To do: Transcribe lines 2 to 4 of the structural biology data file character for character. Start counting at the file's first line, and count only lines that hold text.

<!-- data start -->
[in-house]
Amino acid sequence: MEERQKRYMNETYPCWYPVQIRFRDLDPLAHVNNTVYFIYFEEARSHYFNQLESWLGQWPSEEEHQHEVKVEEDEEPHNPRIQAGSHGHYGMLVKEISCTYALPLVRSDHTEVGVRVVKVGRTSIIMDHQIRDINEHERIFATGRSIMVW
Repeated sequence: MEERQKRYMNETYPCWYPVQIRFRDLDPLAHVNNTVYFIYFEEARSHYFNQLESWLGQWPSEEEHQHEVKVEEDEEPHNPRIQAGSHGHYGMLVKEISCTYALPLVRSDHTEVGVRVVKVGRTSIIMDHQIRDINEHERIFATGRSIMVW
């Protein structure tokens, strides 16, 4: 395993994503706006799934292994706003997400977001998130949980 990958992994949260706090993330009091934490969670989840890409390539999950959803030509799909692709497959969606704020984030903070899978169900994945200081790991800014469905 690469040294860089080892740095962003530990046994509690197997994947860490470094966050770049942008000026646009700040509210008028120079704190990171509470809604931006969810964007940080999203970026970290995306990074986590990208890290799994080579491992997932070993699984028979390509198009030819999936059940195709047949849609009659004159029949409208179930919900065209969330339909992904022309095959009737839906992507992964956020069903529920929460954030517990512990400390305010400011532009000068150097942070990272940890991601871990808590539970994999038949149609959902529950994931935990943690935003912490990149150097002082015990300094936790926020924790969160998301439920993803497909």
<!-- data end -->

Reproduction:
Amino acid sequence: MEERQKRYMNETYPCWYPVQIRFRDLDPLAHVNNTVYFIYFEEARSHYFNQLESWLGQWPSEEEHQHEVKVEEDEEPHNPRIQAGSHGHYGMLVKEISCTYALPLVRSDHTEVGVRVVKVGRTSIIMDHQIRDINEHERIFATGRSIMVW
Repeated sequence: MEERQKRYMNETYPCWYPVQIRFRDLDPLAHVNNTVYFIYFEEARSHYFNQLESWLGQWPSEEEHQHEVKVEEDEEPHNPRIQAGSHGHYGMLVKEISCTYALPLVRSDHTEVGVRVVKVGRTSIIMDHQIRDINEHERIFATGRSIMVW
């Protein structure tokens, strides 16, 4: 395993994503706006799934292994706003997400977001998130949980 990958992994949260706090993330009091934490969670989840890409390539999950959803030509799909692709497959969606704020984030903070899978169900994945200081790991800014469905 690469040294860089080892740095962003530990046994509690197997994947860490470094966050770049942008000026646009700040509210008028120079704190990171509470809604931006969810964007940080999203970026970290995306990074986590990208890290799994080579491992997932070993699984028979390509198009030819999936059940195709047949849609009659004159029949409208179930919900065209969330339909992904022309095959009737839906992507992964956020069903529920929460954030517990512990400390305010400011532009000068150097942070990272940890991601871990808590539970994999038949149609959902529950994931935990943690935003912490990149150097002082015990300094936790926020924790969160998301439920993803497909």